Funds are granted by several entities under the United Nations, especially those associated with the UNFCCC and UNEP. Other organisations such as the World Bank and ADB also give regular grants. Aid is also given by developmental organisations from the developed world.

In spite of all these sources, there is no clear picture of the exact amount received and spent on climate finance. This is largely due the fact that there is no climate responsive budgeting and proper coordination between bodies working on climate across sectors. In order to maximise the utilisation of available climate finance and prepare to receive more of the same, it is imperative to have a single window system which will enable efficient coordination between stakeholders. There is also the need for clear reporting of exact amount of climate finance received and distinguished from other forms of development aid.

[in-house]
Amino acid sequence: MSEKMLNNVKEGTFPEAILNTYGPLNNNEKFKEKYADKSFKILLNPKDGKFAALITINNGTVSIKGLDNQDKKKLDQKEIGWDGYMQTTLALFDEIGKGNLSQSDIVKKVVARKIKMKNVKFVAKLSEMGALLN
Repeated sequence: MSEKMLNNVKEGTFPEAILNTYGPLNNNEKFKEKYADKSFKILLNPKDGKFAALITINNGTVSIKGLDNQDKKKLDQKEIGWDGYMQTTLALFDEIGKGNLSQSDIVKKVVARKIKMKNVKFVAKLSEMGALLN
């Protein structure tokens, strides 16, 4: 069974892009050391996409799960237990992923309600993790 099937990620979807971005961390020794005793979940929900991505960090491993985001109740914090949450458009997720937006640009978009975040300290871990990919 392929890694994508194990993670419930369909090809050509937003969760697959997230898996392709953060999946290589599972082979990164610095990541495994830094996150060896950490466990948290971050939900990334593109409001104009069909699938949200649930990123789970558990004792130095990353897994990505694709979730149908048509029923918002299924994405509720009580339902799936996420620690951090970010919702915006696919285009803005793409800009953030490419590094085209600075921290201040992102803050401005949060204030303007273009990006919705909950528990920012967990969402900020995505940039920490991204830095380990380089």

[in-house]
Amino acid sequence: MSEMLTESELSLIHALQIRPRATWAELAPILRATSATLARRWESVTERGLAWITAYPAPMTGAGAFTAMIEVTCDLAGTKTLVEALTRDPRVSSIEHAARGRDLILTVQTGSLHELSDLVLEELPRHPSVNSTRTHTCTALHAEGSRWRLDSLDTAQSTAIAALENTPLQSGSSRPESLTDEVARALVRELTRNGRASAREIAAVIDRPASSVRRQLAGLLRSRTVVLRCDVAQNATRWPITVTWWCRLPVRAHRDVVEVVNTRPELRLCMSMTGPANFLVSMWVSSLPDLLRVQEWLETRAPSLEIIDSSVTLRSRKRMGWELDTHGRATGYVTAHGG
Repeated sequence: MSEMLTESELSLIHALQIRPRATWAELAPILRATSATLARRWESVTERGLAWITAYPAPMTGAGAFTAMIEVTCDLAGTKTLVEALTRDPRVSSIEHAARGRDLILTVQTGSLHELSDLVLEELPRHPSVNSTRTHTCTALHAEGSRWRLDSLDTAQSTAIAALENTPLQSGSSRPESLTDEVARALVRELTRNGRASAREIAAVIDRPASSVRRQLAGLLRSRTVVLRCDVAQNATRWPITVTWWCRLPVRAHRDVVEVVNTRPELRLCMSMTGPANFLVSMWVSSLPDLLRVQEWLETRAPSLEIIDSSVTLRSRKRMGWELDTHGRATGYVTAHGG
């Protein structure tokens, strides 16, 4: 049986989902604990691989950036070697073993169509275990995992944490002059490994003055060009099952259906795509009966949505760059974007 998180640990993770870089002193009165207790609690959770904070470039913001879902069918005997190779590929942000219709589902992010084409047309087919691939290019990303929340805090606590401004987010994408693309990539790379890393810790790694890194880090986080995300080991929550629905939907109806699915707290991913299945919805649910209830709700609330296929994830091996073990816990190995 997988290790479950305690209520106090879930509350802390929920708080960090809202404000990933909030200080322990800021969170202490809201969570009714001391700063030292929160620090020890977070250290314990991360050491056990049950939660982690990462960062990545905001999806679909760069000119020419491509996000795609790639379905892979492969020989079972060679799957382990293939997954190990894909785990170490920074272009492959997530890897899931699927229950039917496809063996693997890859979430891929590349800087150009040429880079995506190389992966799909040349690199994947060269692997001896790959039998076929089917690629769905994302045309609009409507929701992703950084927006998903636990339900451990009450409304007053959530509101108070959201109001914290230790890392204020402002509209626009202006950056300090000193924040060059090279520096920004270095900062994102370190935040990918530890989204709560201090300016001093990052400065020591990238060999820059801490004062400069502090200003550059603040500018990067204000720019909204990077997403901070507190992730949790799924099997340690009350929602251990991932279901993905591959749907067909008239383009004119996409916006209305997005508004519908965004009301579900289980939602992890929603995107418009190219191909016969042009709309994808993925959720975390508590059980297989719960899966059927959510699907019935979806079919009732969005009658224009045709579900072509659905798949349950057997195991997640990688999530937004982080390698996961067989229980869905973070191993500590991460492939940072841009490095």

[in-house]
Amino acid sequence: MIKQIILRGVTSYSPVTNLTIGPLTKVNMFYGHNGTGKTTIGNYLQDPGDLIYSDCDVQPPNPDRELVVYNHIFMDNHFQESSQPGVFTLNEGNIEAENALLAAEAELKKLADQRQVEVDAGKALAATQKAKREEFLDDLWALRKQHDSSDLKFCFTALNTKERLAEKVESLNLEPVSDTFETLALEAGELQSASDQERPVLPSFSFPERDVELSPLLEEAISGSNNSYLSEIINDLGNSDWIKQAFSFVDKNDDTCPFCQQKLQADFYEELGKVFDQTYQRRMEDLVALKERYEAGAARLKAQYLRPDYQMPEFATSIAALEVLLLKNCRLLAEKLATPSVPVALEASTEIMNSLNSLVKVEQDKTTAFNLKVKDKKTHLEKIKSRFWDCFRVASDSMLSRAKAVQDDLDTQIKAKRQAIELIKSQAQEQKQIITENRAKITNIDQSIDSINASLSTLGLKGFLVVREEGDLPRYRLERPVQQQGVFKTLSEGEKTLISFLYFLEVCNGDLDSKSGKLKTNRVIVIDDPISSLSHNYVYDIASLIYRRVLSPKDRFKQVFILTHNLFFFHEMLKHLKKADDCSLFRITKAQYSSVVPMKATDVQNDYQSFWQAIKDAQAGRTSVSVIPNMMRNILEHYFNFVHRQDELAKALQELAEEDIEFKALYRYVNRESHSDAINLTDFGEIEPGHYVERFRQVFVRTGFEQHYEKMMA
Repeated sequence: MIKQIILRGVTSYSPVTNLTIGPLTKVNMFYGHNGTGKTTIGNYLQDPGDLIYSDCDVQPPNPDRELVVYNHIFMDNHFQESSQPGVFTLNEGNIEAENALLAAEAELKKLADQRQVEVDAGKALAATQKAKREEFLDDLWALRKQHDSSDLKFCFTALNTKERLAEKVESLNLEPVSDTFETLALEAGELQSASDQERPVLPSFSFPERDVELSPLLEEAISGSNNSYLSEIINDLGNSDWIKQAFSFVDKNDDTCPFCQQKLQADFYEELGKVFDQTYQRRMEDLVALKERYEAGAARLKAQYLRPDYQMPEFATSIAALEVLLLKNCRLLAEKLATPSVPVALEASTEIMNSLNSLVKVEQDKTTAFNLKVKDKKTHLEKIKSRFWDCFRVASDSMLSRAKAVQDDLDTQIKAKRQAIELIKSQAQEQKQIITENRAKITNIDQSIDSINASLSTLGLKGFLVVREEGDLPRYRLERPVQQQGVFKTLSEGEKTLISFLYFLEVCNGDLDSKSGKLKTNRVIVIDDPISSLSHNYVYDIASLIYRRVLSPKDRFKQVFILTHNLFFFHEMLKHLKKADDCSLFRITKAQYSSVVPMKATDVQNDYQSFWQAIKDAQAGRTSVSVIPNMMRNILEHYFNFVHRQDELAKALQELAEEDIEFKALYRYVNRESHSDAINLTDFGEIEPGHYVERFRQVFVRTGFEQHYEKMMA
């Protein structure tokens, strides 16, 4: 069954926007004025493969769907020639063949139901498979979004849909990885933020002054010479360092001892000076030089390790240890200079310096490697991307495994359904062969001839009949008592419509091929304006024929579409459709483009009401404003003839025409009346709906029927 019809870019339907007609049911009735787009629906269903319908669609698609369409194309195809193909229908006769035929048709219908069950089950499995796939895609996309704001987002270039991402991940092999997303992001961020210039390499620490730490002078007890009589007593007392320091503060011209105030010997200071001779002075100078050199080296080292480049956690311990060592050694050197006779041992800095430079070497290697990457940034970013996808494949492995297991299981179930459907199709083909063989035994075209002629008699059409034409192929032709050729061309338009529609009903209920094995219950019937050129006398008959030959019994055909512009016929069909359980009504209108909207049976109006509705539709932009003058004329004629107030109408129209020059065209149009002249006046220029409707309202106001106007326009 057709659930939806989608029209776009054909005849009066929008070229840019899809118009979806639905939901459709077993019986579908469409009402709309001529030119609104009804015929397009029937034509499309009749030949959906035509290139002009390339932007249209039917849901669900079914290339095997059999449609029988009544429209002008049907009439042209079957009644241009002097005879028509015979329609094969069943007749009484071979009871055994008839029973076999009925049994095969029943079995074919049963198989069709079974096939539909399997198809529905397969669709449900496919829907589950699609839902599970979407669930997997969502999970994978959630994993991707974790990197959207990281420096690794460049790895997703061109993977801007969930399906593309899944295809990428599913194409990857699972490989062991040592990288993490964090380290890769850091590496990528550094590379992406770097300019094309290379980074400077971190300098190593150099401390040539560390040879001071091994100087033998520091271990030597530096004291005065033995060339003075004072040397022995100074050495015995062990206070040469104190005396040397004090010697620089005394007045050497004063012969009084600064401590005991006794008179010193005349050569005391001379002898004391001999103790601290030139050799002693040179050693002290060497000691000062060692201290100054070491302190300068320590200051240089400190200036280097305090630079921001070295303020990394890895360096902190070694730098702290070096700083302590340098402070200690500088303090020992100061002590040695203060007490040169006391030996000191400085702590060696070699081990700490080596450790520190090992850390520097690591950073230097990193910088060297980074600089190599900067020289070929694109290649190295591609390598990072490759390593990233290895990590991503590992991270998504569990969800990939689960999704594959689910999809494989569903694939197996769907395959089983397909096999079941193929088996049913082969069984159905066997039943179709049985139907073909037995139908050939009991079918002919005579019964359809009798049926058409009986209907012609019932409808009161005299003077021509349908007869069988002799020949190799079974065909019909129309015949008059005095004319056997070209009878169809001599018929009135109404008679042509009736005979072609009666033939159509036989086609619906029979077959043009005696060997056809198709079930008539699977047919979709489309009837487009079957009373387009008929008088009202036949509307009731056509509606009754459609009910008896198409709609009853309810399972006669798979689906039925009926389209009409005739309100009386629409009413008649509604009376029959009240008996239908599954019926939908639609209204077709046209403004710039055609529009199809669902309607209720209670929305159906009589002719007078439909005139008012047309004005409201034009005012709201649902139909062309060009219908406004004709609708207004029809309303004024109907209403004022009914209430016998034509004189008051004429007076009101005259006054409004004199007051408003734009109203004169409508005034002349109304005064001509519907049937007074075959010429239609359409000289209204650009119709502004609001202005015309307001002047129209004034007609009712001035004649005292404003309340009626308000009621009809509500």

Existing climate finance solutions are clearly insufficient for India to meet its obligations on emissions reductions and implement adaptation plans. The global track record on climate finance is neither in line with the requirements of meeting the Paris Agreement goal of keeping temperature rise within 2 degrees above pre industrial levels nor is it consistent. The pledge by the global north at the 2009 Copenhagen talks to mobilise USD 100 billion worth of climate finance annually has failed to fully materialise. Furthermore, in recent years close to 75% of funds by developed countries has been invested domestically. The US pulling out of the Paris Agreement will also have a negative effect on the GCF. Additionally, since much of the global north is faced with precarious economic conditions, there is a volatile and unpredictable international funding scenario. For successful implementation of the Paris Agreement, however, the world must ensure an uninterrupted flow of finance to help the developing world mitigate and adapt to climate change.

Zeenat Masoodi is a lawyer living in Srinagar. Email: